Editor: I appreciated reading George Bardsley’s perspective on economic development in Loudoun in last week’s edition of Loudoun Now.
But I must respectfully disagree with his premise regarding economic growth in Loudoun.
Mr. Bardsley begins with a common mistake: conflating Loudoun’s high household income with the generation of local tax revenues.
The fact is Loudoun County derives relatively little benefit from the income taxes paid by our residents and businesses. Those taxes go to Richmond and Washington, DC, while Loudoun receives only a small fraction back in state and local aid. Local property taxpayers foot most of the bill for schools, public safety and other county services.
The only way to solve the issues of overcrowded schools and road—concerns I share with Mr. Bardsley—is to continue to build Loudoun’s commercial tax base. Thanks to the Board of Supervisors wise investments in economic development, the commercial tax base now comprises 30 percent of all property taxes, more than double what it was a few years ago.
What has that meant for the average Loudoun resident? For one thing, their tax bills are much lower than they otherwise would have been.
A stronger business tax base also has allowed Loudoun to invest in vital quality of life enhancements that have made a meaningful difference in the lives of our families and neighbors. These include:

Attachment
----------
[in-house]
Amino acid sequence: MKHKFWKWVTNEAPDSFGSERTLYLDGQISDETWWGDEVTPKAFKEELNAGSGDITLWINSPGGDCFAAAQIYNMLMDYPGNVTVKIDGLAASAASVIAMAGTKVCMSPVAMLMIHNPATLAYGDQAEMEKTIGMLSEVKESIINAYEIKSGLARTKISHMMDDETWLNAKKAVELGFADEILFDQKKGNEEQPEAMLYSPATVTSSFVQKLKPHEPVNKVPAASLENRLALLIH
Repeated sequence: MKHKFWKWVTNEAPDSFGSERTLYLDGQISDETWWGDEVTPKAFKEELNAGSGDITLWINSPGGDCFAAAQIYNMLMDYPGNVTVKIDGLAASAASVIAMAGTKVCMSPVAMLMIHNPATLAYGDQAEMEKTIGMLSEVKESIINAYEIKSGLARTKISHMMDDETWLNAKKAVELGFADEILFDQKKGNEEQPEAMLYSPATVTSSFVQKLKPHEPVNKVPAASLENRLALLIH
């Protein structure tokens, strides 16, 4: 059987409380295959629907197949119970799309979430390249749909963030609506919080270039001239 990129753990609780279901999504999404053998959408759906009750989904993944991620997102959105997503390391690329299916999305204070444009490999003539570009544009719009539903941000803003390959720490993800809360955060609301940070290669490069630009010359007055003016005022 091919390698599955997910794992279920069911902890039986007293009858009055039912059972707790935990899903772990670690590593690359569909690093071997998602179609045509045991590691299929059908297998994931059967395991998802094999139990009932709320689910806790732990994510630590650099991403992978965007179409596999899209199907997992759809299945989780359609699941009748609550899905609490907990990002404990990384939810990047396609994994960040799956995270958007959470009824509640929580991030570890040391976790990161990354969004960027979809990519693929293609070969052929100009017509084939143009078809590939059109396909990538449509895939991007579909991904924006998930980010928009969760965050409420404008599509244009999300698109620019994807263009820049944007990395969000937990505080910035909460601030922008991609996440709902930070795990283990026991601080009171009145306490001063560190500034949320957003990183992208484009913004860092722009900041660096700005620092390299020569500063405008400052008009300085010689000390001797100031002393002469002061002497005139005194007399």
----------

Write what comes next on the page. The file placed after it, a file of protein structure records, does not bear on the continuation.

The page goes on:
- Expansion of full-day kindergarten to nearly the entire County;
- The development of the Academies of Loudoun, a science and technology campus that will prepare our children for the economy of tomorrow;
- Transportation Improvements along Loudoun’s busiest roads, including Rt. 7, Loudoun County Parkway and Belmont Ridge Road.
Other areas include investments in public safety and in nonprofit charitable giving. Though Loudoun, as a whole, struggles to meet the charitable donation level of our peer counties, our businesses are making generous contributions to scores of local nonprofits that are serving the neediest amongst us.
While Mr. Bardsley fears the encroachment of development on Loudoun’s rural areas, county policy has helped ensure against that outcome. The best strategy for preserving our rural areas is to enable our farms, wineries and other agricultural businesses to thrive, so they can afford to keep their property in agricultural use.
Loudoun County is recognized as world-class community for being the healthiest, safest and happiest county of its size, to earning distinction for excellence for industries ranging from farming to data centers. None of this excellence would be possible without a strong business climate. That’s the reason why all of us are proud to call Loudoun home.
Tony Howard, President & CEO
Loudoun County Chamber of Commerce